• Assess interest/attract talent by providing associate level LTEN memberships
  • Highlight leaders in organization who started in training (e.g., create a video)
  • Create Onboarding Guides for Trainers
  • Leverage LTEN resources

Conduct virtual training sessions; use field trainers and start them on low risk topics (e.g., Veeva)

Q: Preparing Account Managers for the Future
  • Account managers have different roles in small and large organizations
  • In small organizations, train existing sales managers and sales representatives on additional skill sets
  • In larger organizations, bring in vendors for a needs analysis and create specialized training
Q: Managing a Transition from Local to Global Learning Responsibilities

Organizations have varied reporting structures, cultural differences, and political and regulatory differences; must be aware of different rules and regulations regarding how role-plays and testing are done. Strategies:

  • Develop materials centrally and then cascade them to each country for adaptation
  • When there is a centralized learning organization, assemble an Advisory Group to help explain the vision and values of the organization to the different affiliates
  • Most content developed for a global launch can apply to all countries (est. 85%-95%); only certain pieces need to be adapted (typically marketing and selling)
  • Translation and delivery are less expensive when done regionally

Panel Discussion

The day ended with an interactive panel discussion that explored Leading Transformation in 2019. Panelists included Carol Wells, Senior Director, Commercial Medical Government Training & Development, Genentech; David Fortanbary, Head of US Performance Training, UCB; David Nguyen, Senior Director, Commercial Learning & Development, Gilead Sciences, and Megan Sullivan, Head of US Commercial Operations, Shire.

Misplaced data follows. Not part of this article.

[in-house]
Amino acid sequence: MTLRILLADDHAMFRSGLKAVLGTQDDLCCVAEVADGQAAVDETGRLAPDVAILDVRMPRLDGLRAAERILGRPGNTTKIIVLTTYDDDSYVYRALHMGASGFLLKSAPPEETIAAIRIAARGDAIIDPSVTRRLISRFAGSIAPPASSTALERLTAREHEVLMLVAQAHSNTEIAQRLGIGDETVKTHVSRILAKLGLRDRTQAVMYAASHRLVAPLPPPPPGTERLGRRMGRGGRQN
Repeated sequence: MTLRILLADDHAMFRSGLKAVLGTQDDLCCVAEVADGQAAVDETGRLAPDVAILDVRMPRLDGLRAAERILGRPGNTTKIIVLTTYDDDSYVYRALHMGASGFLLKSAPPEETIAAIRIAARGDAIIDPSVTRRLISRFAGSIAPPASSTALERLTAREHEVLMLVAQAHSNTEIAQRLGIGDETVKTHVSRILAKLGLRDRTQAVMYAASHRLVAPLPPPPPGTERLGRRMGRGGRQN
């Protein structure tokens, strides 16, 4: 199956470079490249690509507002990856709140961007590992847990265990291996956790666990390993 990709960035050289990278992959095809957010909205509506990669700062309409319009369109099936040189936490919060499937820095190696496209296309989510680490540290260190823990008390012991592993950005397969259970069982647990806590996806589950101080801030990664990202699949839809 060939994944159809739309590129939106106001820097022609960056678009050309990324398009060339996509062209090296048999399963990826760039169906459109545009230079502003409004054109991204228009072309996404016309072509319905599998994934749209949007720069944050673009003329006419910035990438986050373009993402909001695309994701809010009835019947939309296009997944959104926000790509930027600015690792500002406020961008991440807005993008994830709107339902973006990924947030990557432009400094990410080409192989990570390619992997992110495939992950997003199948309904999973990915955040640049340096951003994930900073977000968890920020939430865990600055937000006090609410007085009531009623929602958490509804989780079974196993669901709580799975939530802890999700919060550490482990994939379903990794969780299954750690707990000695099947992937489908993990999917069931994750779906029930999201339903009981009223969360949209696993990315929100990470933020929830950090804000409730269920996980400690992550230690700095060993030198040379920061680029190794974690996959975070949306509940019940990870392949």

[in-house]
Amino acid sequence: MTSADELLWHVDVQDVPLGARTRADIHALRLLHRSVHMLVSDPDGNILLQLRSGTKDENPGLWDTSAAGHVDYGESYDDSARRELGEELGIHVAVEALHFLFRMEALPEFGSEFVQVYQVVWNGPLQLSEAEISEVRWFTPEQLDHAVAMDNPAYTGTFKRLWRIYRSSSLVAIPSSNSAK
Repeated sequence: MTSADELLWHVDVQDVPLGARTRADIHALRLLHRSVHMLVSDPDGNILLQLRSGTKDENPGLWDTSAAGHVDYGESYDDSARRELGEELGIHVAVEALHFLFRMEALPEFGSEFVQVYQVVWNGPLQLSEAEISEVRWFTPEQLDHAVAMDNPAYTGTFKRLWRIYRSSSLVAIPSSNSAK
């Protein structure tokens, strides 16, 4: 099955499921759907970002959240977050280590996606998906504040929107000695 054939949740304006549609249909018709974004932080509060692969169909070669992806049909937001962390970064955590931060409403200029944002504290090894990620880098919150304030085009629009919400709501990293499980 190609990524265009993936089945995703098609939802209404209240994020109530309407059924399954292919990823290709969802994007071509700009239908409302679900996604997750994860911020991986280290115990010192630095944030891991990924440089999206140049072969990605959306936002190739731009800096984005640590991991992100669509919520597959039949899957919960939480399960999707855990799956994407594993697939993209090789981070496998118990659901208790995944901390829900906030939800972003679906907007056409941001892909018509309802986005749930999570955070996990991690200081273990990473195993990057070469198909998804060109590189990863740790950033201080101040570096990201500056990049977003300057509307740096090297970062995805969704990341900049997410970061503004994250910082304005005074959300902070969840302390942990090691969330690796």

The dynamic discussion touched on several topics including a leader’s role during transformation, how to handle internal conflicts with Marketing, and how is time best spent during transformation.
Some insightful takeaways from the discussion are noted here:

  • “Transformation starts with a vision of the future.” David Fortanbary
  • “The best time to make changes is when you don’t have to, so you can do it in a thoughtful manner.” Carol Wells
  • “You must educate and sell. You probably sell more in the home office than in the field! Educate the entire organization on the value of training. You must be viewed as a trusted advisor and know who the influencers are.” David Nguyen
  • “Have a walking deck that explains what L&D does. People in the organization change so you have to constantly re-educate people.” Megan Sullivan

Amy Fennick is senior instructional designer and medical writer for Informa Training Partners. Email Amy at AFennick@informatp.com.

Life Sciences Trainers & Educators Network

About Life Sciences Trainers & Educators Network

The Life Sciences Trainers & Educators Network (www.L-TEN.org) is the only global 501(c)(3) nonprofit organization specializing in meeting the needs of life sciences learning professionals.